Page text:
After VTA shooting, San Jose library workers worry they’re next | #itsecurity | #infosec

Stopping fights, finding bloody clothes and calling the police: All in a day’s work for San Jose Public Library employees.

Library workers are concerned for their safety following the May 26 mass shooting at a VTA light rail yard that left 10 dead including the gunman. One employee started a petition demanding library leaders and city officials address workers’ worries.

Benjamin Martinez, a library employee since 2005, said he and his colleagues have to break up fights, calm agitated patrons and escort out problematic ones on a regular basis, on top of coordinating work schedules and addressing daily operational issues.

One time, Martinez said he found clothes soaked in blood in the library’s bathroom after a lunch break.

“The libraries are designated safe places,” Martinez told San José Spotlight. “But sometimes it’s hard to feel comfortable working there.”

With branches spanning across the city, the San Jose Public Library employs almost 600 workers and welcomed more than 4 million annual visitors prior to the pandemic.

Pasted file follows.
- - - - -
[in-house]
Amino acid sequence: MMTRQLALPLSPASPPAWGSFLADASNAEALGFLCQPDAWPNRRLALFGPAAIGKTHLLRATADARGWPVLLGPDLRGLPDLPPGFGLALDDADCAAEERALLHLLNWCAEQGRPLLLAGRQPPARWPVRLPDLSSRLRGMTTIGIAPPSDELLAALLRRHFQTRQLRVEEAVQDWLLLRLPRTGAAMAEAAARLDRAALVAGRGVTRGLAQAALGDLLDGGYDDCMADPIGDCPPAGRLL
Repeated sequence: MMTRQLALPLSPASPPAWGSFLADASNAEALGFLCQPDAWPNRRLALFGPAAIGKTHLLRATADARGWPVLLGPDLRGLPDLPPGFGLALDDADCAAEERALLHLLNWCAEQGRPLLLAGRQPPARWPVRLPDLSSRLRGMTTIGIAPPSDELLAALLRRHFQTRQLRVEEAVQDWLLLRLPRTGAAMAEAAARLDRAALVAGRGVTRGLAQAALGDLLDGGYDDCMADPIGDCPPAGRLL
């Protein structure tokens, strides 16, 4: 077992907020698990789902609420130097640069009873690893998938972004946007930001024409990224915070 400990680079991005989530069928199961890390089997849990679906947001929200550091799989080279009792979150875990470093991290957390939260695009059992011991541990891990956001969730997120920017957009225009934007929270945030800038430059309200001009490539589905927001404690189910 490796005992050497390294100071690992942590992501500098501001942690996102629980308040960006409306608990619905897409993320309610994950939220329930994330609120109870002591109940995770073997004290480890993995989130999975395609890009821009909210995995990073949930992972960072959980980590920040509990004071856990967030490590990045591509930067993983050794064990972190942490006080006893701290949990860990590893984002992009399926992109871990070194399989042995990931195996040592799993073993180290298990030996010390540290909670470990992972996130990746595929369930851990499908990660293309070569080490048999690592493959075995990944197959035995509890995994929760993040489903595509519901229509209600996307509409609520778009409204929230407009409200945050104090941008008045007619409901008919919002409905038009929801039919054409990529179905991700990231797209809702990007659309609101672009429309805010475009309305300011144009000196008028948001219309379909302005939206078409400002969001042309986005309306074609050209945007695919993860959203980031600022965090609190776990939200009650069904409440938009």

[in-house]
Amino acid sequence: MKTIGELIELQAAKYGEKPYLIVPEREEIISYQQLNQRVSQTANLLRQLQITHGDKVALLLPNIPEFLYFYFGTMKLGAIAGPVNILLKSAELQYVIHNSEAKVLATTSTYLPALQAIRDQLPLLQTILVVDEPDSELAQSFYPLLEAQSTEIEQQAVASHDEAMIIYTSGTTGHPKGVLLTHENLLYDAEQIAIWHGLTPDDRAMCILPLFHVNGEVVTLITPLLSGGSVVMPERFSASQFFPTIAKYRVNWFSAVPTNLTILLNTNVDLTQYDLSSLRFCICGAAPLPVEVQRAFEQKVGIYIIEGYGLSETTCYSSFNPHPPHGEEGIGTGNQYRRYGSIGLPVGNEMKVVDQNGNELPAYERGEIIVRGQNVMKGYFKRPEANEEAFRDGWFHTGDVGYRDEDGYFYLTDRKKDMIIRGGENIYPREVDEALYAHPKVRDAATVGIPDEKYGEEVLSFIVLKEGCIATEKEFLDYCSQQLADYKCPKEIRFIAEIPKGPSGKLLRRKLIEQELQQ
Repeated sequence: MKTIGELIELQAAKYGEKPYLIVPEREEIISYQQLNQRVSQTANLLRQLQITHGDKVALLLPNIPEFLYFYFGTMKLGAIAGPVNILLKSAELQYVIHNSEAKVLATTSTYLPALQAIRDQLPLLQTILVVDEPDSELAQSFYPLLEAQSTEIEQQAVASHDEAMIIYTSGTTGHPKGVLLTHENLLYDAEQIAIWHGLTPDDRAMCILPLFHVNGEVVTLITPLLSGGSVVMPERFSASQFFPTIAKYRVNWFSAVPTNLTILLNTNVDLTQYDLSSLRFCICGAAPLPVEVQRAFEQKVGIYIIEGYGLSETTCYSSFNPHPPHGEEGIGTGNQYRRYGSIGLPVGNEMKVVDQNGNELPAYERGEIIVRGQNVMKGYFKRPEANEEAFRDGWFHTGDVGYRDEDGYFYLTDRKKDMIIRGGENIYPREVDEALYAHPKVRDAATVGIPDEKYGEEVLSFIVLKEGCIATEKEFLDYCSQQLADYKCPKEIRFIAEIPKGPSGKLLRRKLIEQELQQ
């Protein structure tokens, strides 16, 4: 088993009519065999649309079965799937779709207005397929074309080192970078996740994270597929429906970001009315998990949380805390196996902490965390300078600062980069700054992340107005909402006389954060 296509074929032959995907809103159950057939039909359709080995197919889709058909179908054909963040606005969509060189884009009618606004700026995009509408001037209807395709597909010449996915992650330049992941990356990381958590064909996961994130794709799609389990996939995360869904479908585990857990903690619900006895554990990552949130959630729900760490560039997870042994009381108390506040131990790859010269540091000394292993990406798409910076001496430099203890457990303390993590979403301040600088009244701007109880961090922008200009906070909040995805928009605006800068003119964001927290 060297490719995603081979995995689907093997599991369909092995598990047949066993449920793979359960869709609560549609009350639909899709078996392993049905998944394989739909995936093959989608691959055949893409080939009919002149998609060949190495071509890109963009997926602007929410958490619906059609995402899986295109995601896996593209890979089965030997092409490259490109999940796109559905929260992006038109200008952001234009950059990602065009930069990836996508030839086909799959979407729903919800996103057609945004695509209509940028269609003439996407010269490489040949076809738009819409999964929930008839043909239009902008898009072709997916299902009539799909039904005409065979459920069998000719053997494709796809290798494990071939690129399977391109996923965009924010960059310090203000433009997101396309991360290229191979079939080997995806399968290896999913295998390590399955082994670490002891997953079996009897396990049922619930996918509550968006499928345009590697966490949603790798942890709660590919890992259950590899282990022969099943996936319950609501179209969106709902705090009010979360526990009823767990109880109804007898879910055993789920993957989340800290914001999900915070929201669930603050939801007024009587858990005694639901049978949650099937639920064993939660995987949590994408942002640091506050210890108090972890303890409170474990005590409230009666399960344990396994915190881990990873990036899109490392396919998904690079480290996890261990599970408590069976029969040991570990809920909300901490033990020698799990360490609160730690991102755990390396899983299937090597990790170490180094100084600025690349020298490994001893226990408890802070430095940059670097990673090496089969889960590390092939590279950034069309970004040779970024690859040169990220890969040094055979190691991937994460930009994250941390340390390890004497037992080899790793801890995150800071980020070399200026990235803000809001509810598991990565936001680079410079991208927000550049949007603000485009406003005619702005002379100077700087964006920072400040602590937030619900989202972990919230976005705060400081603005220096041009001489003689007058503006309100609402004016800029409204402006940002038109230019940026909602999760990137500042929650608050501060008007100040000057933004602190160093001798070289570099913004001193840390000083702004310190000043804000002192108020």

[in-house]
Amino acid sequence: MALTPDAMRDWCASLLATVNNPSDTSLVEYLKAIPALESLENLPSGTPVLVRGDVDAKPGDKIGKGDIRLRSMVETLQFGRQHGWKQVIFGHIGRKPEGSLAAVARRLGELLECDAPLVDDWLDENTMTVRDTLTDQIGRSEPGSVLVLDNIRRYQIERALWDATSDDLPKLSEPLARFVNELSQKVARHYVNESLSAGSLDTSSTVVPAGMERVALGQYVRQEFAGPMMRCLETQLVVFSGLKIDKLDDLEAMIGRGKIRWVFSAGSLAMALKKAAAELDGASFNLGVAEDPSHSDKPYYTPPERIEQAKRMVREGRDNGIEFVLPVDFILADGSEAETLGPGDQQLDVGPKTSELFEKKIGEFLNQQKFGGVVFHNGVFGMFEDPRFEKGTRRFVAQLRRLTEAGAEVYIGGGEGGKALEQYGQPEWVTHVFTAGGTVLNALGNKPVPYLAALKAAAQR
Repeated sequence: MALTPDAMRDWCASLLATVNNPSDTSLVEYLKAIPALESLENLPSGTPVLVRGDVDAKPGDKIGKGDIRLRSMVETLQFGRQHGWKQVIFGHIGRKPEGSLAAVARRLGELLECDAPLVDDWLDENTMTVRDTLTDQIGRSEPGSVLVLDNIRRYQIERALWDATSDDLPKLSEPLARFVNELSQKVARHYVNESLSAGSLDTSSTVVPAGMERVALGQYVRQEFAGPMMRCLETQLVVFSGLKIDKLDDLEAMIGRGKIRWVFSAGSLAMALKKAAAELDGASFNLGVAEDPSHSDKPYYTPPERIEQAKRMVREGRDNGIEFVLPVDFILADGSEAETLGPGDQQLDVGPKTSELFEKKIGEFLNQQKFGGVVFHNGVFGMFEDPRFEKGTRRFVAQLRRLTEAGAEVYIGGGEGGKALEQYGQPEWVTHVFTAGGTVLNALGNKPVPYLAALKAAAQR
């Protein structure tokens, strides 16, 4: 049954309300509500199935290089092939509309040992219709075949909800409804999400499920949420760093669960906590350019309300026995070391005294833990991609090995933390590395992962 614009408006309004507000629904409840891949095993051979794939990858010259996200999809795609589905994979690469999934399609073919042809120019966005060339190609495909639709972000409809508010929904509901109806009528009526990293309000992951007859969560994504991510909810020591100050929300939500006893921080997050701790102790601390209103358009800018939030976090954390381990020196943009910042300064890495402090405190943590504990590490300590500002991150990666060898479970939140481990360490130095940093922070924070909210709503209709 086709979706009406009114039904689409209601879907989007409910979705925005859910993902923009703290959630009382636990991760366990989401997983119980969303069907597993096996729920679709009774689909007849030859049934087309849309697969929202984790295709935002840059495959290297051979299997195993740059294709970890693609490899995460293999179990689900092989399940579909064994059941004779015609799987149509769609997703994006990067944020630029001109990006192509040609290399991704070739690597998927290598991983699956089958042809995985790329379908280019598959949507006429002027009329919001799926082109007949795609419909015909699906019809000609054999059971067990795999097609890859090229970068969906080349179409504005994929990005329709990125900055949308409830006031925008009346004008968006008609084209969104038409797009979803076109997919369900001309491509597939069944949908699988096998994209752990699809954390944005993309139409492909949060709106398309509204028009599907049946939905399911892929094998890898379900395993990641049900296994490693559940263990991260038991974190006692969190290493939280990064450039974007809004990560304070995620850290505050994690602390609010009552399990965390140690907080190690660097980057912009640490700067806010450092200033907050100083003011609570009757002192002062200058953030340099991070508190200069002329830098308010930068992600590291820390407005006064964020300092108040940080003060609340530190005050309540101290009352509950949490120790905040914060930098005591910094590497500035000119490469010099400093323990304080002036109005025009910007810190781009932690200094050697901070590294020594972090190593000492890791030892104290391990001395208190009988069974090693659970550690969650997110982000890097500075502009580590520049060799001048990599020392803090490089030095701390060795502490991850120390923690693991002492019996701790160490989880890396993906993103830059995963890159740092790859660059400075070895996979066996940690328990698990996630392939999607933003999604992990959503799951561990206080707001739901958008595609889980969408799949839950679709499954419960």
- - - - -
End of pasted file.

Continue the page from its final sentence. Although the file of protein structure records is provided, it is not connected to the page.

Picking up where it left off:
For several years, two full-time security guards and one part-time guard roamed among the library system’s 24 branches. Over the course of the pandemic, that dropped to one.

When situations become confrontational or violent, workers call both library security and the San Jose Police Department. Employees say officers offer little help, as they either respond late to calls or not at all.

This leaves library workers fending for themselves, said Jenny Mai, a librarian at the Tully branch. After a spike in violent crimes targeting Asians in the Bay Area and the mass shooting at VTA last month, anxiety in the libraries is running high.

“Our security guard has made good efforts, but he can’t be everywhere,” Mai said. “We have a lot of Asian staff and patrons at our branch… I’m scared that something bad would happen.”

A San José Spotlight analysis of the police department’s calls for service data in 2020 shows more than 980 instances where police were called to library branches and their surrounding areas. One hundred and seventy of those calls were to downtown’s Dr. Martin Luther King Jr. Library, many for disturbances and welfare checks.

Out of all the calls, officers couldn’t locate suspects about 90 times. Police took reports approximately 90 times, made about 20 arrests and issued eight criminal citations. In 485 instances, police responded but didn’t take a report. More than 160 calls were canceled.